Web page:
The fat man held the woman in a half-Nelson chokehold, had a fistful of the dark water cupped in his hand and her mouth pried open with his free hand. I imagined he was saying, “Drink! You said you had to come back here because you missed the labba and black water. Well, here is some black water. Drink!” The woman resembled him, even from the back, and could certainly pass for his sister. But I would wager that they were husband and wife. After years of marriage husbands and wives begin to look alike. So I am told. For me this is good news. My wife is a good-looking woman.

I watched them frolicking like newlyweds and I thought about all the people who wanted to migrate to the developed countries, the young men and women who queue up daily outside the American and Canadian embassies, hoping and praying for a visa, any visa, for one day visit if possible. They were unwittingly trading a provincial life for a stressful one. Most of them live here without debts and credit. Indeed, most are without cars, without televisions, and without name brand clothing and equipment. But they own mortgage free houses, eat fresh meat and vegetables, play in open pastures, live in communities that watch out for them, and breathe unpolluted air. Here, coexistence with the rest of creation could hardly be that far removed from life in Eden. But now they brave thunder and lightning to get to Georgetown to secure a visa for lifetime mortgages and unending car loans, for long commutes and road rages, cold winters and humid summers, hermetic communities and indifferent neighbors, overt racism and covert discrimination, frozen foods and TV dinners, jobs for which they are overqualified and remuneration that is half of what is paid to whites, quality time with family traded for fantasy television. Sure there is a trade off in every decision we make. But who can measure the opportunity cost of leaving one’s birthplace for a strange land? And who can compute a cost-benefit analysis to determine which is better? Then again, who cares for such analyses? Those who look across the fence never appreciate what they have. They see only what they do not have. And who dare to try and convince them otherwise? Those with a point of reference can reduce the number of variables in the equation but few would dare to try for they know the response all too well: you are trying to keep us down, or back, or in the dark, or from having the opportunity to stand on equal economic footing. So, reluctantly, you allow them to experience it for themselves.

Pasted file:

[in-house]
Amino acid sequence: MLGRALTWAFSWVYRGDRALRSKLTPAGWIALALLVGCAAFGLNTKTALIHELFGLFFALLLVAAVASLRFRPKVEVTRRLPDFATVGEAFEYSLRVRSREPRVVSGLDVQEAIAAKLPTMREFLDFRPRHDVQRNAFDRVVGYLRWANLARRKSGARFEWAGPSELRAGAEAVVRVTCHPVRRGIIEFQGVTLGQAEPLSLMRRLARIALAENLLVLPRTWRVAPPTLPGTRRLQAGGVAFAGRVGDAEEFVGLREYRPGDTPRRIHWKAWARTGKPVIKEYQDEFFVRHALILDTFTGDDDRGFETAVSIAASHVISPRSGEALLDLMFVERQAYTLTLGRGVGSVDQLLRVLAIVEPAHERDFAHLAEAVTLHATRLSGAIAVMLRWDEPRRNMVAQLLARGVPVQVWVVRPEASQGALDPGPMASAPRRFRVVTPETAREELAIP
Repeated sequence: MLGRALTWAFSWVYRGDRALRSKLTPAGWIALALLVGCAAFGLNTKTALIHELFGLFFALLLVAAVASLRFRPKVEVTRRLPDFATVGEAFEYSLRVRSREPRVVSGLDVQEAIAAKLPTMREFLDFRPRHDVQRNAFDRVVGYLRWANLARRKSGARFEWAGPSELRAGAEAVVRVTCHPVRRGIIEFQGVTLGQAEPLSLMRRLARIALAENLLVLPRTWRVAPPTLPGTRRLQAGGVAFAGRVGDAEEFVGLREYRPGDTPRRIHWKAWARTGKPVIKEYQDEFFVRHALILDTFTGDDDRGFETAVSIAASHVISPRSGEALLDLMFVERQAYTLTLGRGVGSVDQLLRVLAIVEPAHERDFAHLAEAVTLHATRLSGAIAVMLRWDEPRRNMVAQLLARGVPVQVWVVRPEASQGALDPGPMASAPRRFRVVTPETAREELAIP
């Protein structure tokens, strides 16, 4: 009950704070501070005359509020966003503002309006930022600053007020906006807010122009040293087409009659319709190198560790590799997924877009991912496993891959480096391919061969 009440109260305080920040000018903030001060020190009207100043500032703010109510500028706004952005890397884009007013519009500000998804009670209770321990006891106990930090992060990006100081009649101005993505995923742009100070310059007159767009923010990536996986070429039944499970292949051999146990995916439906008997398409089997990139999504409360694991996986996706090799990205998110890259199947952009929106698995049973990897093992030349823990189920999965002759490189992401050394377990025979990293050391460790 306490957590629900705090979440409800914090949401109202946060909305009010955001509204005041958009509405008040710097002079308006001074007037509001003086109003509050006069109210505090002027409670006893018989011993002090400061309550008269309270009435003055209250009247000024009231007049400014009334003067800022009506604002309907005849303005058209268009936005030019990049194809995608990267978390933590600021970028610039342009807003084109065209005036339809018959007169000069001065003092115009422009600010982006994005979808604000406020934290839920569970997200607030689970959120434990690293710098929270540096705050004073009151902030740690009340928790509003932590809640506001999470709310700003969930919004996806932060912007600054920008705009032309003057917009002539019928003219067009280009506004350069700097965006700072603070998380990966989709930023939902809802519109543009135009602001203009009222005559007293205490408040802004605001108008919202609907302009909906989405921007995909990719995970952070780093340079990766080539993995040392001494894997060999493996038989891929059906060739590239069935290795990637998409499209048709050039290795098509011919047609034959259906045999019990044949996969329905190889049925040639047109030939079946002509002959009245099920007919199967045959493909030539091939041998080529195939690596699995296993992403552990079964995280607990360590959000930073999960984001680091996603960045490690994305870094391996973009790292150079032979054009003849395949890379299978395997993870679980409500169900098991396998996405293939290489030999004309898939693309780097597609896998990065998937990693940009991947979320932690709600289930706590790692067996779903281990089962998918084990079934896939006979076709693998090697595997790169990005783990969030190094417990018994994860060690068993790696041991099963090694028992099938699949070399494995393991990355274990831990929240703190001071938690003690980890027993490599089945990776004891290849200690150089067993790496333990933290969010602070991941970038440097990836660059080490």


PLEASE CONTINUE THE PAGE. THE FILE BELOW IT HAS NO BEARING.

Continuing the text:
But frankly, I miss this place. I hate to admit it but I miss this place. I miss the simplicity of its lifestyle, the hospitality and unpretentiousness of my people, the flora, fauna and its proximity to natural creation. I miss its smog-free air, acid-free rain and preservative-free foods. I miss its assorted fresh fruits, fish and vegetables. I miss homemade drinks and snow cones on a hot summer day. I miss the rich dialect and the wake-house stories. I miss sitting out late at night by the culvert and shooting the breeze with the boys. But I cannot return here to live. Life has become too complicated for me, as it is for most immigrants whose children are born and raised abroad. This is not their home and they could never feel the kind of kinship to this land that I feel. So, like the children of Israel who sat by the rivers of Babylon and wept when they remembered Zion, I too will remember these cool, dark waters and ponder the unknowable outcome of a life that had never left its shores.

A lone Golden Arrowhead flutters lazily beside the ramp that leads to waterfront. The colors were bright and the pattern unmistakable – red, green, white, yellow, and black. Strangely, I could still recall the meaning and significance of the colors and design of the national flag from my social studies classes in elementary school. The arrowhead along its middle signifies Guyana's journey into the future. Coincidentally, it was pointing north, perhaps indicating where most thought the future lay. It was set on a green and red background with narrow white and black strips along the sides of the arrowhead. The five colors were also seen as symbolic to the country various assets: green for the agriculture and forests; gold representing the country's mineral wealth; red for the zeal of nation-building; black border, depicting the people's endurance; and white symbolizing the natural water potential of the country. The design and colors of the flag that replaced the Union Jack of its colonial past had already been chosen during the period of the PPP Government from entries submitted through an international competition. An American, Whitney Smith, submitted the winning five-colored design and the name chosen for the independent nation – that of Guyana – was chosen by a select committee appointed by the House of Assembly in 1962.